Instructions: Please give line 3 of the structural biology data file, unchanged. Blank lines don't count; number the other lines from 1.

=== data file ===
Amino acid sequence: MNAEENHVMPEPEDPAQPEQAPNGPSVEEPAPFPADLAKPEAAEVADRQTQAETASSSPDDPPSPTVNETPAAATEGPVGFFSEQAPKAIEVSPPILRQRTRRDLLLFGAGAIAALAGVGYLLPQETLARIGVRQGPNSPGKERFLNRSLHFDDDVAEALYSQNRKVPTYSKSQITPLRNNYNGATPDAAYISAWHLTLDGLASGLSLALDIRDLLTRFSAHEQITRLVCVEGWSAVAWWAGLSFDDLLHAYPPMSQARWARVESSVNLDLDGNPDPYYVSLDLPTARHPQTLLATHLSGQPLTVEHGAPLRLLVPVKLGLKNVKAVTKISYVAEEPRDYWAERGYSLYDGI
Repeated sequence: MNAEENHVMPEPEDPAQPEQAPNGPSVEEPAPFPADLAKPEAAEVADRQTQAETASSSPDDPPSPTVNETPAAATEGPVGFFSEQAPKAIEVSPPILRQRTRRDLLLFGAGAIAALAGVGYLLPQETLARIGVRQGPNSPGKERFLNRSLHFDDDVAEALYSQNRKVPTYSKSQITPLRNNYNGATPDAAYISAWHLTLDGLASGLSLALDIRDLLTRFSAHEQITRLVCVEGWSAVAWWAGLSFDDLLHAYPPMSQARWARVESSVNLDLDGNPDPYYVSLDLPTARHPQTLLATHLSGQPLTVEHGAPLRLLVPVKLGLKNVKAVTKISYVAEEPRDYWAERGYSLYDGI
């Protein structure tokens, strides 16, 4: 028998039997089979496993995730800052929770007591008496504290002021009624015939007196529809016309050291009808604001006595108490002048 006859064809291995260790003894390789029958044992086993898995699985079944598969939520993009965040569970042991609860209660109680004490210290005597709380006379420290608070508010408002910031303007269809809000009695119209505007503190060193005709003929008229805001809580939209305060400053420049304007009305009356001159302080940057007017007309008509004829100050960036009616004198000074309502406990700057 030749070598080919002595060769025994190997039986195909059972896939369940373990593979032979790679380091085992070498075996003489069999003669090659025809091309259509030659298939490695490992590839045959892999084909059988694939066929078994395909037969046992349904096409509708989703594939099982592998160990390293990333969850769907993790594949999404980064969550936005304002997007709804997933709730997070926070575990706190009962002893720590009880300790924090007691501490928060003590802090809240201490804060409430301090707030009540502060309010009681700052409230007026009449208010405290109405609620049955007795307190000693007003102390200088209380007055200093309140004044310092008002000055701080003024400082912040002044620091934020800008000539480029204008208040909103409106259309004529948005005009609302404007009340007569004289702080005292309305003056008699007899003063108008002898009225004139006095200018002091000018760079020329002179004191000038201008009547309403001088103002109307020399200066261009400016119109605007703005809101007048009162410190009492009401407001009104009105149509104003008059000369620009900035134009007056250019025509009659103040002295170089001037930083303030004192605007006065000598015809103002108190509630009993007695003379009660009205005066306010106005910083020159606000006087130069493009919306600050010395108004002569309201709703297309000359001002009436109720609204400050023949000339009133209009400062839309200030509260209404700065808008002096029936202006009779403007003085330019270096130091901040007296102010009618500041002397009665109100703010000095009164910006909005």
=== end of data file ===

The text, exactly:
């Protein structure tokens, strides 16, 4: 028998039997089979496993995730800052929770007591008496504290002021009624015939007196529809016309050291009808604001006595108490002048 006859064809291995260790003894390789029958044992086993898995699985079944598969939520993009965040569970042991609860209660109680004490210290005597709380006379420290608070508010408002910031303007269809809000009695119209505007503190060193005709003929008229805001809580939209305060400053420049304007009305009356001159302080940057007017007309008509004829100050960036009616004198000074309502406990700057 030749070598080919002595060769025994190997039986195909059972896939369940373990593979032979790679380091085992070498075996003489069999003669090659025809091309259509030659298939490695490992590839045959892999084909059988694939066929078994395909037969046992349904096409509708989703594939099982592998160990390293990333969850769907993790594949999404980064969550936005304002997007709804997933709730997070926070575990706190009962002893720590009880300790924090007691501490928060003590802090809240201490804060409430301090707030009540502060309010009681700052409230007026009449208010405290109405609620049955007795307190000693007003102390200088209380007055200093309140004044310092008002000055701080003024400082912040002044620091934020800008000539480029204008208040909103409106259309004529948005005009609302404007009340007569004289702080005292309305003056008699007899003063108008002898009225004139006095200018002091000018760079020329002179004191000038201008009547309403001088103002109307020399200066261009400016119109605007703005809101007048009162410190009492009401407001009104009105149509104003008059000369620009900035134009007056250019025509009659103040002295170089001037930083303030004192605007006065000598015809103002108190509630009993007695003379009660009205005066306010106005910083020159606000006087130069493009919306600050010395108004002569309201709703297309000359001002009436109720609204400050023949000339009133209009400062839309200030509260209404700065808008002096029936202006009779403007003085330019270096130091901040007296102010009618500041002397009665109100703010000095009164910006909005």